A condition for undertaking financial commitments on behalf of a foreign entity is that the Indian entity has made equity investment and also acquired control in such foreign entities. This could pose challenges in cross-border transactions, as certain circumstances pursuant to an M&A/joint venture transaction could require stakeholders to agree to provide financial support and commitment for the business. For instance, for an Indian stakeholder who has a significant stake in the business but does not have control, the inability to make a financial commitment may be reason for concern.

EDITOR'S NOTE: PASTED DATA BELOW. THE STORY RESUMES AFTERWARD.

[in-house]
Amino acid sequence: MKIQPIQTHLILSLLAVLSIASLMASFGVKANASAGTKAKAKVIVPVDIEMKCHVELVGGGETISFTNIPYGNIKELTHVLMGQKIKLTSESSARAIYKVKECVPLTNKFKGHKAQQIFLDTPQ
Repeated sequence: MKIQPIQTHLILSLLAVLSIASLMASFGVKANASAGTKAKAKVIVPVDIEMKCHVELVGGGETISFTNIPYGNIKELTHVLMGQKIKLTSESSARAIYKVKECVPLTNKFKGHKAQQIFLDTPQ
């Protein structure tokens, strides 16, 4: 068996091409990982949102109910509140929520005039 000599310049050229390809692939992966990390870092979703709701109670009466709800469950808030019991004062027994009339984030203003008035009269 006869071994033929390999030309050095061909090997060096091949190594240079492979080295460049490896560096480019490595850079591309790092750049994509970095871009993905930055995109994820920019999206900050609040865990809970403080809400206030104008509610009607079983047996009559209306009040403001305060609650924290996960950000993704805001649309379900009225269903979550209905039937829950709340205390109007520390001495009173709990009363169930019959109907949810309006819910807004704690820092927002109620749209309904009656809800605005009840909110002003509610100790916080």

In order to reckon the financial commitment limit, the considerations are: investment in the foreign entity’s equity capital; lending or investment in debt instruments issued by the foreign entity on an arm’s-length basis; and guarantee commitments, including corporate guarantee/performance guarantee/personal guarantees and bank guarantees, as well as pledge or charge over the Indian entity’s assets. In respect of guarantees, it is clarified that personal guarantees will count towards the Indian entity’s financial commitment; and where a guarantee is invoked, to that extent, the same shall be considered as lending and not as a non-fund- based commitment.
Please click here to read the full article by Raj Ramachandran, published in The Times of India.